The first time I saw Edge browser I turned my nose up. There wasn’t one thing I liked about it; in fact, I couldn’t find anything about it that seemed worth any attention. At the time – and this was about 6 months after Windows 10 was first officially released – I thought it was extremely limited and barely functional. A lot has changed with Edge browser since then.

Thankfully it has matured a great deal since it was first introduced. In fact, the speed at which this internet browser has been brought along is far faster than the other mainstream browsers, like Firefox and Chrome. Understandably, they’ve had years to mature and grow to the point they are currently. Still, in the grand scheme of things Edge has come a great distance in a relatively short time.

Over the period of a week I did some side-by-side testing where I left Chrome, Firefox, and Edge running continuously and monitored them for resource use: i.e. how much RAM and CPU they were using. While this was going on I was using Edge for everyday things while I worked – nothing strenuous. At the end of that week Edge’s stats hadn’t really changed much at all. Both Chrome and Firefox had steadily increased in the amount of RAM  each was using. The more RAM being used by a program, the less there is available for other tasks and programs on the system. Over time that makes for a slow system. Mind you, it’s not perfect, but from a browser perspective it’s the closest I’ve seen yet!

As you can see in the image below, as I write this post I’m pushing Edge pretty hard. I’ve got three instances of the program running with multiple tabs in each, and a few Kaseya agent windows in operation doing some remote work on machines. Even at this amount of CPU and Memory usage this browser remains usable. I can tell – a little bit – that I’m reaching the limit, but this is impressive. I’ve never gotten this kind of performance from any other browser. The stats in the image below show just how hard I’m pushing this browser and it just keeps going. Its unnatural, I tell ya!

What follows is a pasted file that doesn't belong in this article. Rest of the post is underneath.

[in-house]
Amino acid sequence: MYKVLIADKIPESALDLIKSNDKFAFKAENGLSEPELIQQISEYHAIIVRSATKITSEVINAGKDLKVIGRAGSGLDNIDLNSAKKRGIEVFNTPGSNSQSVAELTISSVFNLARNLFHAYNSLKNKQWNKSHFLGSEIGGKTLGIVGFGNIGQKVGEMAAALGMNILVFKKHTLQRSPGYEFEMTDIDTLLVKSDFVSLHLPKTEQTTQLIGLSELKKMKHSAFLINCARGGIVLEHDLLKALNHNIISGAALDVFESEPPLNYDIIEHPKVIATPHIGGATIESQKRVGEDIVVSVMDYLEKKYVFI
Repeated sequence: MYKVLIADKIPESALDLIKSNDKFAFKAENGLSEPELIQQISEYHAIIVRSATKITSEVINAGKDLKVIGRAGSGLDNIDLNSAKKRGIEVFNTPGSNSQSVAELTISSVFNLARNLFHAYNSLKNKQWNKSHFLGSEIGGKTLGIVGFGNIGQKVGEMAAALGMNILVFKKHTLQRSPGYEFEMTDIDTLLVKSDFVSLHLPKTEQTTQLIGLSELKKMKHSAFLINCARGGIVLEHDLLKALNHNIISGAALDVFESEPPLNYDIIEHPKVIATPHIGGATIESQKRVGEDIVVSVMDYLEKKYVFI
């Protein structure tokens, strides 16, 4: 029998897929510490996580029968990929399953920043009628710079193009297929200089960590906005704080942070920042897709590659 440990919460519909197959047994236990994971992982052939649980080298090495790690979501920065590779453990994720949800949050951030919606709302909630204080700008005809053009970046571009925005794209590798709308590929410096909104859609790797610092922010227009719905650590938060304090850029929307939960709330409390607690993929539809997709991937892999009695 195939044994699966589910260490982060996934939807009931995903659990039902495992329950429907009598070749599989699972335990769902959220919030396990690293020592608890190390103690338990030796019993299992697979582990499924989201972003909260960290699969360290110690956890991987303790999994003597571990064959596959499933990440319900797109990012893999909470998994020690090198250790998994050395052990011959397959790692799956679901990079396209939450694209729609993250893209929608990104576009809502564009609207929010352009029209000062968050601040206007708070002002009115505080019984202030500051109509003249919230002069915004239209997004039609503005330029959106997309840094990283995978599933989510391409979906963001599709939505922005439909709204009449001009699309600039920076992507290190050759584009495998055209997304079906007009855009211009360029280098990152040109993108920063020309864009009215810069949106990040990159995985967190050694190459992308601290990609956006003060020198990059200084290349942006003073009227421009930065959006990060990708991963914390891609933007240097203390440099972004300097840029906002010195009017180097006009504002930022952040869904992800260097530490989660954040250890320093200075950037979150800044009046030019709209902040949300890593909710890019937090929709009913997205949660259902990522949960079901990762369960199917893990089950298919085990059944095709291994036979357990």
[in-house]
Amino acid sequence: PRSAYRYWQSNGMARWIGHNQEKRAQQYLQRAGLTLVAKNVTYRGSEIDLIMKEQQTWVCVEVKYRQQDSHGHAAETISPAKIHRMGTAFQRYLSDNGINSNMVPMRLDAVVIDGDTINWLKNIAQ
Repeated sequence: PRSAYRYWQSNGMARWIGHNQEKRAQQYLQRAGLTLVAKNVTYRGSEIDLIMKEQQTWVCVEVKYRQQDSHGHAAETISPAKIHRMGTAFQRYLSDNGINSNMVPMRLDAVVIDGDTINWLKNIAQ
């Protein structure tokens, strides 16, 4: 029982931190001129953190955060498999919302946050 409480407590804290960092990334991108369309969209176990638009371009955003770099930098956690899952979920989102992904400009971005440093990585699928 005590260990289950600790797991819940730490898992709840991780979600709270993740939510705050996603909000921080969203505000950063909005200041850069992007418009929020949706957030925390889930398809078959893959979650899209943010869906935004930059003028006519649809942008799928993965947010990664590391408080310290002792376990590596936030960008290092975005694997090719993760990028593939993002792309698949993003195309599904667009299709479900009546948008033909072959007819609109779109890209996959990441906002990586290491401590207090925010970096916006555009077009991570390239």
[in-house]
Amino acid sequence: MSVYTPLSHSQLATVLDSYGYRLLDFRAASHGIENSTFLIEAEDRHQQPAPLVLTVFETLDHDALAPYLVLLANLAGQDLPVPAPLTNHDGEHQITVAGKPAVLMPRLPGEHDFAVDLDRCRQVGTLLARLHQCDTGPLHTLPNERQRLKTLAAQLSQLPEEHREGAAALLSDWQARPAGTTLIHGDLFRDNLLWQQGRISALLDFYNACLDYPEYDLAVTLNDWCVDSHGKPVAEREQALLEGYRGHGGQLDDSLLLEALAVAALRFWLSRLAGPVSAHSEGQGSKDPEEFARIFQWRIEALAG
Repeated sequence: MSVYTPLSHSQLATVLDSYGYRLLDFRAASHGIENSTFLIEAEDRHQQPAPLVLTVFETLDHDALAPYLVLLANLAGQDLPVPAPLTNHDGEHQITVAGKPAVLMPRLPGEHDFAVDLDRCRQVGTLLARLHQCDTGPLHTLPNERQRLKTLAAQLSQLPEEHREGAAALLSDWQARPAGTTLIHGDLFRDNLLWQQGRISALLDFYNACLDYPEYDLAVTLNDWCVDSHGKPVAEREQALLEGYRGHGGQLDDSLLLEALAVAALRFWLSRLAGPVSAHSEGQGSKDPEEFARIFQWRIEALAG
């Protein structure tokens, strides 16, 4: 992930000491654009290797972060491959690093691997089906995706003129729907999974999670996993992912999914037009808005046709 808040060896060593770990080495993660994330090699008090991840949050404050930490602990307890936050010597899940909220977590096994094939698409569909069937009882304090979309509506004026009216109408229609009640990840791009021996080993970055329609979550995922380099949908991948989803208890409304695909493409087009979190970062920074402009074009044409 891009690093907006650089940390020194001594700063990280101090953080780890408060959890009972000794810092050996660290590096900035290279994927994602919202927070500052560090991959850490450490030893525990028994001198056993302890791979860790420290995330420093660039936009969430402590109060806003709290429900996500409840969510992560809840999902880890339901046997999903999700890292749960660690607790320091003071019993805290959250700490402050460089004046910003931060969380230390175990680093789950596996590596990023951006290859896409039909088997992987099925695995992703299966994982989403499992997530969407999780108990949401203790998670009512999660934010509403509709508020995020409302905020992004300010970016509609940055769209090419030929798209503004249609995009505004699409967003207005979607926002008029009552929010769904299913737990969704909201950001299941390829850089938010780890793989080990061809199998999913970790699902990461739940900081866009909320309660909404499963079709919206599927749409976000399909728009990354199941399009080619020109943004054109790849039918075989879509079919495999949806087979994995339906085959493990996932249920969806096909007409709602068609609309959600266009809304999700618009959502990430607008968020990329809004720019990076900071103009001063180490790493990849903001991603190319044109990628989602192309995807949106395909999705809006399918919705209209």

There is one major item, out of all the other things I could say about Edge, that really stands out and that is it’s deliberate design with security in mind. Put simply, Edge was designed from the ground up, to keep the user and the computer it’s running on secure from Internet born threats and it does this natively in concert with Windows Defender. The two seem to be joined at the hip and work very nicely together. It used to really bother me the way Internet Explorer was so deeply engrained into the Windows operating system and it was that history that first jaded me against Edge. But, having seen Edge and Windows Defender in action together in Windows 10 version 1703 and the latest Windows 10 version update – The Fall Creators Edition (version 1709), it’s become even more apparent just how seriously Microsoft is taking responsibility for keeping users and computers safe. That is a huge step for the Windows desktop OS. Historically speaking this operating systems’ greatest strength has also been it’s greatest weakness: the inclusive nature of the OS to make it possible to run just about any software or hardware with this operating system. But I’m getting side-tracked.

Don’t get the idea that you’ll be perfectly safe not installing an Antimalware program on your system if you’re using Edge exclusively. Windows Defender works well with Edge and together they form a nice first layer of defense, but I’m certainly not ready to say that Windows Defender has the power and teeth to protect against vast forms of malware like Bitdefender, Symantec, or the other major players. Security is always best done is layers and layers that compliment one another. No, the point of all this is to shed more light on the fact that Edge browser and Windows Defender work so well together that it’s clear there is designed inter-play between the two applications.